Yesterday, Thursday, 15th Nov 2012 saw the first ballots for Police and Crime Commissioners in England (PCCs), what Daniel Hannan insists in calling elected sheriffs. The turnout was pitiful; at least one polling station saw not a single voter.
I am very much in favour of this innovation, brought in by our coalition government for which I have no enthusiasm whatsoever. Locally elected sheriffs are entirely consonant with the Catholic doctrine of subsidiarity, the idea that all political decisions should be made as close to the people they affect as possible. When local electorates choose to pass up the opportunity to make decisions which affect them and their neighbours, we are in a very bad place.
We can blame the non-voters, individuals who are too lazy to think about the issues. I, for one, believe them to be culpable, to a degree. We can also blame the political establishment (or political class) for the existence of such indifference. British politics has been horribly debased over the decades in which I have had a vote. Brits are cynical about the candidates in any election. Characteristically, the main parties are seen as being pretty much the same as each other; and, indeed, their electoral calculations outweigh any fundamental principles. An enormous swathe of the electorate votes on the narrowest self-interest. So we have the disastrous situation in which the electorate corrupts the political class and vice versa. How do we break out of this vicious circle? In my view, we have to start with the political class. Can we expect it to reform itself? Too much to hope, I think. What is required is for an assault upon the political institutions by principled individuals.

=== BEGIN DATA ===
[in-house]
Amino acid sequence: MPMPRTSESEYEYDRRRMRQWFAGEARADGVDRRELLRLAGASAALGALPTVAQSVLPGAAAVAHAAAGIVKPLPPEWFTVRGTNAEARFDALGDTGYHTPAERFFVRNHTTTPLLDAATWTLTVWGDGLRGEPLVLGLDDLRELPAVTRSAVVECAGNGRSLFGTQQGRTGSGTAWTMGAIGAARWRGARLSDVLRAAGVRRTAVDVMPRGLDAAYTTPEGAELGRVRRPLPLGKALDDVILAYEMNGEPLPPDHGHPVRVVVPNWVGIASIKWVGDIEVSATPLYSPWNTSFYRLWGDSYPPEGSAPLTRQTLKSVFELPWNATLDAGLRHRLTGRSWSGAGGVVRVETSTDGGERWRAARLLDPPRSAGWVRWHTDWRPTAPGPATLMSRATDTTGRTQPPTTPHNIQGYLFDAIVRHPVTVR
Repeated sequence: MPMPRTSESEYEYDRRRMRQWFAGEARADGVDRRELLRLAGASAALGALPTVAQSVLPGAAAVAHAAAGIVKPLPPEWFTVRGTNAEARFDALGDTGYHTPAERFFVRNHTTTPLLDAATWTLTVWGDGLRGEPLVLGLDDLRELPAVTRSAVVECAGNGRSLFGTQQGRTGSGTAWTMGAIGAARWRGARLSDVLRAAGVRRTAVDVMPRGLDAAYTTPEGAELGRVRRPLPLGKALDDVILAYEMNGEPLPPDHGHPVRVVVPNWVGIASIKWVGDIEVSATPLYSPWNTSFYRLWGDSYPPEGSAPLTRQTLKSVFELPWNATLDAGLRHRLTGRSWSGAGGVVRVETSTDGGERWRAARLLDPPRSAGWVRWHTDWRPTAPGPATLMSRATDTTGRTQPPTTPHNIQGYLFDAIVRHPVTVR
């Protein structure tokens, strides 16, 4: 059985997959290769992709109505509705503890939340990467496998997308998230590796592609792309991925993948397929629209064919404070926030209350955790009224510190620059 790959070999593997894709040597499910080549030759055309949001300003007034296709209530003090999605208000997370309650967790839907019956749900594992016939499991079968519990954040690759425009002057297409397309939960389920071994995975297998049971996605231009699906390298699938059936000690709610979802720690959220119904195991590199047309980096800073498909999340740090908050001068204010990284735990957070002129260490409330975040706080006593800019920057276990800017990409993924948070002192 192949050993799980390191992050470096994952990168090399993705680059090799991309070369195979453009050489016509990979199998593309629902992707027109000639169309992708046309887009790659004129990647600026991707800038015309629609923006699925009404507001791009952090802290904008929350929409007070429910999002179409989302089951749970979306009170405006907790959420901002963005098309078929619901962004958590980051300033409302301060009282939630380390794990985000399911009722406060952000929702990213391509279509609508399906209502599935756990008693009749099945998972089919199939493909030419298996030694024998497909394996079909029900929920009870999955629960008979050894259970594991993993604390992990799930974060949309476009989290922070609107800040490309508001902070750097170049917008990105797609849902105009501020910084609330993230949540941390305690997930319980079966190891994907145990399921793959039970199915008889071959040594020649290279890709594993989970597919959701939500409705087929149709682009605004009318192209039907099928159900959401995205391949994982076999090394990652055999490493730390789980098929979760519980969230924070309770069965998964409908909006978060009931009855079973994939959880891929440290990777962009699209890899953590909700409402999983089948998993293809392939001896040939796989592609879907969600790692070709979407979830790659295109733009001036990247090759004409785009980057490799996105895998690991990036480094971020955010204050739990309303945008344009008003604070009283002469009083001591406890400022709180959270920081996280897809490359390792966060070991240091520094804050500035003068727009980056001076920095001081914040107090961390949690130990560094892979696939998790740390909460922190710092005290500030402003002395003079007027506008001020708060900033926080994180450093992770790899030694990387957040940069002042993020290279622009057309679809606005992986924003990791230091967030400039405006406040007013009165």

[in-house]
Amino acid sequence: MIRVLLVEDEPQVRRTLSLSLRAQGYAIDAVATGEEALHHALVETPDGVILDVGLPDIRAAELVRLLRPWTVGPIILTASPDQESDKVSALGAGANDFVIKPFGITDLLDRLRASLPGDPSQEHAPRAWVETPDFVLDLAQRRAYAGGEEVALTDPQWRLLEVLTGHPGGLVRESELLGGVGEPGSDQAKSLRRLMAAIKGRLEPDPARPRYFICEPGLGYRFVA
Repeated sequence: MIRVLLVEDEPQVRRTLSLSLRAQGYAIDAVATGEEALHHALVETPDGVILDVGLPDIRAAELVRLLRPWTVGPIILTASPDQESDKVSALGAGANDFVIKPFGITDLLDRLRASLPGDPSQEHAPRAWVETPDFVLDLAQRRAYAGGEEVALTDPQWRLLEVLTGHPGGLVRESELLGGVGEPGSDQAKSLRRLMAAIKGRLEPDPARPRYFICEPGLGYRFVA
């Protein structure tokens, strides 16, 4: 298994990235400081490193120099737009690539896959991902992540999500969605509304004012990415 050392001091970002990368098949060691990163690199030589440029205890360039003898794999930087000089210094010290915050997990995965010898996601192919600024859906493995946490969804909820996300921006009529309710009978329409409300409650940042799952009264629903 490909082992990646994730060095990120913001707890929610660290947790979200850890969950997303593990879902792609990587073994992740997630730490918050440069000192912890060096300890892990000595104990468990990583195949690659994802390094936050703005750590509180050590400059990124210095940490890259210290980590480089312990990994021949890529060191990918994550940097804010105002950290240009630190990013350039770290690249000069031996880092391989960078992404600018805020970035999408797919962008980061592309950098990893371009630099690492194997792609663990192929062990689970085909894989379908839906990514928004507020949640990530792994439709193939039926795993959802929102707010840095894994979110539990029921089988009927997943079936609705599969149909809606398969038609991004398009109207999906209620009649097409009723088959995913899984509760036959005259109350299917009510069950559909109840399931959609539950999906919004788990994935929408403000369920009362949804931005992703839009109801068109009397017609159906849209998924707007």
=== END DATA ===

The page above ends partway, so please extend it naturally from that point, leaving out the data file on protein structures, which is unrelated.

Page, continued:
Utter despair, you might think. Where are such individuals to be found? Well, they do exist. They are nourished by ideas, ideas founded upon the best traditions of Western Thought: Locke, Burke and Adam Smith. Happily for us, these traditions are maintained not just in libraries but also in a regiment of institutions dedicated not just to their maintenance but also to their development. America is on a downward spiral, judging by recent political events. And yet, America is the home of many magnificent organisations (all privately funded) dedicated to the concept of Liberty. Among these organisations are: The Ludwig von Mises Institute, The Cato Institute, The American Enterprise Institute and The Acton Institute. We have in the UK the Cobden Centre and the Adam Smith Institute. Heroic individuals in the USA are too numerous to mention. We have our own Toby Baxendale, Eammon Butler, Daniel Hannan and Steve Baker. In Ireland there is Gerard Casey. All these people and the bodies to which they are affiliated are profoundly committed to the power of ideas.
Lest you should think that ideas, being insubstantial, are feeble, think for a moment about the twentieth century, in which ideas killed more people than bullets, than atom bombs!
My hope is that the ideas of classical Liberalism and its progeny, with far more substantial intellectual foundations than Mein Kampf, Das Kapital and The Thoughts of Chairman Mao will prevail.
This is not to ignore the barriers that face us. One of the most formidable is The Media. Newspaper and broadcast journalists (among the most powerful of opinion makers) are, for the most part lazy, complacent and in thrall to the political class. Our ideas-driven, principled individuals need to target (to invade) the bastions of bien pensant media institutions. This may take a generation or more. Perhaps it will take a yet deeper plunge into financial chaos to wake people up.
The highest barrier is ourselves. The framers of the American Constitution recognised that the blueprint which they had devised required a moral citizenry – not that every citizen should be a saint but that every day and political decisions should be made in the light of moral imperatives. The decline of Christianity in Europe has meant that every day and political decisions are typically made according to individual and apparently utilitarian lights. Fortunately for all of us, Christianity has declined far less sharply in America than in Europe. Christianity is growing apace in Africa. Korean Christian missionaries are evangelising China. Korea is 50% Christian.
What if China, as well as becoming the world’s dominant economy in the next generation (as a result of adopting western free-market policies) were to become a “moral” democracy?